Table 4. 
Power Spectral Analysis
 PlaceboSulpiridep ValueEffect Size
Delta (1–2 Hz) 
 F3 (n = 15) 271.29 (37.66) 271.49 (32.68) .992 0.003 
 F4 (n = 15) 262.76 (44.84) 276.45 (33.58) .533 0.165 
 Fz (n = 16) 312.71 (39.60) 325.00 (36.08) .435 0.201 
 C3 (n = 15) 169.33 (21.12) 162.24 (20.07) .603 0.137 
 C4 (n = 16) 167.00 (21.52) 172.26 (20.04) .672 0.108 
 Cz (n = 15) 222.93 (31.10) 219.48 (26.77) .791 0.070 
 P3 (n = 16) 134.22 (19.12) 139.76 (20.47) .697 0.099 
 P4 (n = 16) 154.93 (24.80) 135.89 (16.23) .240 0.306 
 Pz (n = 12) 190.89 (29.53) 209.29 (31.19) .291 0.320 
  
Slow oscillation (0.5–1 Hz) 
 F3 (n = 15) 588.26 (73.99) 539.43 (53.53) .482 0.187 
 F4 (n = 15) 572.89 (79.71) 606.45 (96.34) .683 0.108 
 Fz (n = 16) 657.82 (74.26) 669.75 (58.61) .865 0.043 
 C3 (n = 15) 426.38 (65.06) 385.85 (46.80) .544 0.161 
 C4 (n = 16) 432.33 (59.08) 412.03 (40.75) .724 0.090 
 Cz (n = 15) 546.68 (74.60) 509.50 (58.68) .590 0.142 
 P3 (n = 16) 371.34 (54.51) 388.85 (61.60) .821 0.057 
 P4 (n = 16) 419.63 (59.88) 353.95 (39.29) .252 0.298 
 Pz (n = 12) 452.82 (65.48) 535.47 (84.64) .315 0.304 
  
Spindle (12–15 Hz) 
 F3 (n = 15) 2.53 (0.24) 2.34 (0.26) .256 0.306 
 F4 (n = 15) 2.49 (0.29) 2.39 (0.24) .722 0.094 
 Fz (n = 16) 2.96 (0.26) 2.86 (0.28) .550 0.153 
 C3 (n = 15) 2.52 (0.26) 2.41 (0.30) .410 0.219 
 C4 (n = 16) 2.58 (0.23) 2.73 (0.33) .486 0.178 
 Cz (n = 15) 3.96 (0.39) 3.80 (0.40) .367 0.241 
 P3 (n = 16) 2.68 (0.30) 2.67 (0.34) .948 0.016 
 P4 (n = 16) 2.88 (0.27) 2.72 (0.30) .443 0.197 
 Pz (n = 12) 4.37 (0.51) 4.11 (0.49) .340 0.288 
 PlaceboSulpiridep ValueEffect Size
Delta (1–2 Hz) 
 F3 (n = 15) 271.29 (37.66) 271.49 (32.68) .992 0.003 
 F4 (n = 15) 262.76 (44.84) 276.45 (33.58) .533 0.165 
 Fz (n = 16) 312.71 (39.60) 325.00 (36.08) .435 0.201 
 C3 (n = 15) 169.33 (21.12) 162.24 (20.07) .603 0.137 
 C4 (n = 16) 167.00 (21.52) 172.26 (20.04) .672 0.108 
 Cz (n = 15) 222.93 (31.10) 219.48 (26.77) .791 0.070 
 P3 (n = 16) 134.22 (19.12) 139.76 (20.47) .697 0.099 
 P4 (n = 16) 154.93 (24.80) 135.89 (16.23) .240 0.306 
 Pz (n = 12) 190.89 (29.53) 209.29 (31.19) .291 0.320 
  
Slow oscillation (0.5–1 Hz) 
 F3 (n = 15) 588.26 (73.99) 539.43 (53.53) .482 0.187 
 F4 (n = 15) 572.89 (79.71) 606.45 (96.34) .683 0.108 
 Fz (n = 16) 657.82 (74.26) 669.75 (58.61) .865 0.043 
 C3 (n = 15) 426.38 (65.06) 385.85 (46.80) .544 0.161 
 C4 (n = 16) 432.33 (59.08) 412.03 (40.75) .724 0.090 
 Cz (n = 15) 546.68 (74.60) 509.50 (58.68) .590 0.142 
 P3 (n = 16) 371.34 (54.51) 388.85 (61.60) .821 0.057 
 P4 (n = 16) 419.63 (59.88) 353.95 (39.29) .252 0.298 
 Pz (n = 12) 452.82 (65.48) 535.47 (84.64) .315 0.304 
  
Spindle (12–15 Hz) 
 F3 (n = 15) 2.53 (0.24) 2.34 (0.26) .256 0.306 
 F4 (n = 15) 2.49 (0.29) 2.39 (0.24) .722 0.094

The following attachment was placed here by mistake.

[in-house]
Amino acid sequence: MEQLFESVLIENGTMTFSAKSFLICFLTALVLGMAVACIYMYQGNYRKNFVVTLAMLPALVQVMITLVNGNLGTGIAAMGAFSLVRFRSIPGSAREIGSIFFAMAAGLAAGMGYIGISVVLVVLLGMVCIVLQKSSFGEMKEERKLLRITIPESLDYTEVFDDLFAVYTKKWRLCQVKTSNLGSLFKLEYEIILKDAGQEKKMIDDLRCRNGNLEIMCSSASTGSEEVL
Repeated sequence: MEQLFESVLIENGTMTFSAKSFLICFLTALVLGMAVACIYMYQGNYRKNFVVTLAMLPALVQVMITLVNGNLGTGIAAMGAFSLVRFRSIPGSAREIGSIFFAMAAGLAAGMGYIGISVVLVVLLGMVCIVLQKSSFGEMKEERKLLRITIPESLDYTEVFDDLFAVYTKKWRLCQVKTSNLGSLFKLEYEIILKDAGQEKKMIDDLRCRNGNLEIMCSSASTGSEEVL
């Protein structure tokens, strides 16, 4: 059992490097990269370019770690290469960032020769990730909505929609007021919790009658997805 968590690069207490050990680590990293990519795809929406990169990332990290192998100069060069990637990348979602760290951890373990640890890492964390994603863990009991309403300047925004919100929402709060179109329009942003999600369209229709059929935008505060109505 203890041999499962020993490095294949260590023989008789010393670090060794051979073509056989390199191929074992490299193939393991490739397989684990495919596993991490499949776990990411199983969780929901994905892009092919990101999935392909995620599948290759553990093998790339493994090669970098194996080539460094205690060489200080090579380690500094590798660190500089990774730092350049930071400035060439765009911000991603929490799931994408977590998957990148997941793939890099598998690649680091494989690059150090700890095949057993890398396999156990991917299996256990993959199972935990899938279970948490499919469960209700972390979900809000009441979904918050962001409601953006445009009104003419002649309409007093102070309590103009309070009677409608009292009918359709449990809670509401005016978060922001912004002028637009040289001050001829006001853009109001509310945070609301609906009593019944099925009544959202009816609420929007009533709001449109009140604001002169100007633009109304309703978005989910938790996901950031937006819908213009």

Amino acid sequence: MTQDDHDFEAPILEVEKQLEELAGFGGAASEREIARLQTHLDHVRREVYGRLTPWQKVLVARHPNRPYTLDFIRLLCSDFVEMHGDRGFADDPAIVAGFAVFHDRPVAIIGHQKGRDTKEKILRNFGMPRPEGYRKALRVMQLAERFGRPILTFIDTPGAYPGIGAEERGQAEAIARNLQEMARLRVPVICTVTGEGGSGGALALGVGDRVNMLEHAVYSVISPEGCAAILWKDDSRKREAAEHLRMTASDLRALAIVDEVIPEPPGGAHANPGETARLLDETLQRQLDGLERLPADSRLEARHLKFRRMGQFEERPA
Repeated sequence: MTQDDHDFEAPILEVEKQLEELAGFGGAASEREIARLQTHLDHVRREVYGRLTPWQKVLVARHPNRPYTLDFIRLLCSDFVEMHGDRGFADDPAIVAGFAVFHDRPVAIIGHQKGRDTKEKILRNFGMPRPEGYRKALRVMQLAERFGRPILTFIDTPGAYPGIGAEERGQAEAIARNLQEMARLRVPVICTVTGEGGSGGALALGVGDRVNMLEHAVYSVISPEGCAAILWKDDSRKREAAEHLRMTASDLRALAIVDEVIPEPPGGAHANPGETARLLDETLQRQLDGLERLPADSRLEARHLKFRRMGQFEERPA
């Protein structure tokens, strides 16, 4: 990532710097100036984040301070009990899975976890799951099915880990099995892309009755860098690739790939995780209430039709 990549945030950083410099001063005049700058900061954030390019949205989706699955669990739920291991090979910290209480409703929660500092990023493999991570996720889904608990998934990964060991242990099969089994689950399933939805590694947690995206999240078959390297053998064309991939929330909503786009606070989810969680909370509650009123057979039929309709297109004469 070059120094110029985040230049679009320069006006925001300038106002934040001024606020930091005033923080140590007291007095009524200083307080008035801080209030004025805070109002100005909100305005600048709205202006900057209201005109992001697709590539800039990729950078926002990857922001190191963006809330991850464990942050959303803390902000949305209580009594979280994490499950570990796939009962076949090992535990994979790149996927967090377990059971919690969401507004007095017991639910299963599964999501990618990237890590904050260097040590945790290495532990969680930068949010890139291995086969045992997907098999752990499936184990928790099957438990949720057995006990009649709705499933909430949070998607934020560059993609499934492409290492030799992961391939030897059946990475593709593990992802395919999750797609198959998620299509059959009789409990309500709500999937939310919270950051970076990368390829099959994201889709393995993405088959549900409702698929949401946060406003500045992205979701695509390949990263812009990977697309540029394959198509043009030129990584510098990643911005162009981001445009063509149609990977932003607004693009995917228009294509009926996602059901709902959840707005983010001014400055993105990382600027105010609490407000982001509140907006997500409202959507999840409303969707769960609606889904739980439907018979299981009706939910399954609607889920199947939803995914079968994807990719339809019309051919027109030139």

Fz (n = 16) 2.96 (0.26) 2.86 (0.28) .550 0.153 
 C3 (n = 15) 2.52 (0.26) 2.41 (0.30) .410 0.219 
 C4 (n = 16) 2.58 (0.23) 2.73 (0.33) .486 0.178 
 Cz (n = 15) 3.96 (0.39) 3.80 (0.40) .367 0.241 
 P3 (n = 16) 2.68 (0.30) 2.67 (0.34) .948 0.016 
 P4 (n = 16) 2.88 (0.27) 2.72 (0.30) .443 0.197 
 Pz (n = 12) 4.37 (0.51) 4.11 (0.49) .340 0.288 

Mean (±SEM) values are given for the sulpiride and placebo conditions for power of delta, slow oscillation, and spindle bands during non-REM sleep. Because of missing data, sample size differs for each channel.

Table 5. 
Control Measures
 PlaceboSulpiridep ValueEffect Size
SSS 
 Before learning 2.94 (0.16) 2.94 (0.26) 1.000 0.00 
 After learning 3.71 (0.27) 4.47 (0.26) .014 0.667 
 Before retrieval 2.29 (0.22) 3.00 (0.32) .090 0.438 
 After retrieval 2.71 (0.19) 3.00 (0.33) .206 0.320 
  
Positive affect (PANAS) 
 Before learning 2.42 (0.09) 2.48 (0.13) .567 0.142 
 After learning 1.91 (0.15) 1.77 (0.13) .273 0.276 
 Before retrieval 2.58 (0.16) 2.18 (0.15) .039 0.547 
 After retrieval 2.32 (0.12) 2.15 (0.14) .115 0.404 
  
Negative affect (PANAS) 
 Before learning 1.08 (0.03) 1.06 (0.04) .563 0.143 
 After learning 1.04 (0.01) 1.01 (0.01) .056 0.500 
 Before retrieval 1.02 (0.01) 1.01 (0.01) .579 0.137 
 After retrieval 1.02 (0.03) 1.01 (0.01) .668 0.106 
  
PVT 
 Before learning 3.56 (0.09) 3.59 (0.07) .637 0.022 
 After learning 3.45 (0.10) 3.45 (0.09) .977 0.007 
 Before retrieval 3.54 (0.10) 3.55 (0.08) .853 0.201 
 After retrieval 3.53 (0.10) 3.33 (0.07) .006 0.759 
  
WFT 
 Category 20.18 (0.91) 20.24 (1.26) .964 0.011 
 Letter 19.94 (1.01) 20.12 (1.39) .868 0.041 
 PlaceboSulpiridep ValueEffect Size
SSS 
 Before learning 2.94 (0.16) 2.94 (0.26) 1.000 0.00 
 After learning 3.71 (0.27) 4.47 (0.26) .014 0.667 
 Before retrieval 2.29 (0.22) 3.00 (0.32) .090 0.438 
 After retrieval 2.71 (0.19) 3.00 (0.33) .206 0.320 
  
Positive affect (PANAS) 
 Before learning 2.42 (0.09) 2.48 (0.13) .567 0.142